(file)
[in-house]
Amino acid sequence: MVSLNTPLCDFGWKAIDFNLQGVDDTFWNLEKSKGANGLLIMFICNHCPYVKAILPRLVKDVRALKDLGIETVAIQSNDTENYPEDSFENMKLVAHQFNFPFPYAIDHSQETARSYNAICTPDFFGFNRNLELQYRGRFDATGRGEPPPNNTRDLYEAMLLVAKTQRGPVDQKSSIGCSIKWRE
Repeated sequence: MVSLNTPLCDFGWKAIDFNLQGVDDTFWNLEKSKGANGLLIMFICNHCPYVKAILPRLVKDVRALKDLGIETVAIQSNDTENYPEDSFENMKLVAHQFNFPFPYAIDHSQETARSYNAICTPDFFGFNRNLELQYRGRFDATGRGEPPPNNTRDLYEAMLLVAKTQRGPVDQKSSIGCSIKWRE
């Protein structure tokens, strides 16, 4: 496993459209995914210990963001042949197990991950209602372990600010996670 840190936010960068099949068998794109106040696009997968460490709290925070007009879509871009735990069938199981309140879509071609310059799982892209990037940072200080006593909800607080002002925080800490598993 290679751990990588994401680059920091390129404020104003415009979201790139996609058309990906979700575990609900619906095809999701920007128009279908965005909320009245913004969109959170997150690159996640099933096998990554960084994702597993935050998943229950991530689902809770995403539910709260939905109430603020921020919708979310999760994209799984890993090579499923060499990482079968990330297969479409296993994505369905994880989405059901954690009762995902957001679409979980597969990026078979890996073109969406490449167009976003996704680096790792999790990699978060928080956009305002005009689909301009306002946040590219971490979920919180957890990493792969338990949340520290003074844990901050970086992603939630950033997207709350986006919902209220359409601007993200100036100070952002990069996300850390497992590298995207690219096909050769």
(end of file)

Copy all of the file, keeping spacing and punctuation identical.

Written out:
[in-house]
Amino acid sequence: MVSLNTPLCDFGWKAIDFNLQGVDDTFWNLEKSKGANGLLIMFICNHCPYVKAILPRLVKDVRALKDLGIETVAIQSNDTENYPEDSFENMKLVAHQFNFPFPYAIDHSQETARSYNAICTPDFFGFNRNLELQYRGRFDATGRGEPPPNNTRDLYEAMLLVAKTQRGPVDQKSSIGCSIKWRE
Repeated sequence: MVSLNTPLCDFGWKAIDFNLQGVDDTFWNLEKSKGANGLLIMFICNHCPYVKAILPRLVKDVRALKDLGIETVAIQSNDTENYPEDSFENMKLVAHQFNFPFPYAIDHSQETARSYNAICTPDFFGFNRNLELQYRGRFDATGRGEPPPNNTRDLYEAMLLVAKTQRGPVDQKSSIGCSIKWRE
């Protein structure tokens, strides 16, 4: 496993459209995914210990963001042949197990991950209602372990600010996670 840190936010960068099949068998794109106040696009997968460490709290925070007009879509871009735990069938199981309140879509071609310059799982892209990037940072200080006593909800607080002002925080800490598993 290679751990990588994401680059920091390129404020104003415009979201790139996609058309990906979700575990609900619906095809999701920007128009279908965005909320009245913004969109959170997150690159996640099933096998990554960084994702597993935050998943229950991530689902809770995403539910709260939905109430603020921020919708979310999760994209799984890993090579499923060499990482079968990330297969479409296993994505369905994880989405059901954690009762995902957001679409979980597969990026078979890996073109969406490449167009976003996704680096790792999790990699978060928080956009305002005009689909301009306002946040590219971490979920919180957890990493792969338990949340520290003074844990901050970086992603939630950033997207709350986006919902209220359409601007993200100036100070952002990069996300850390497992590298995207690219096909050769």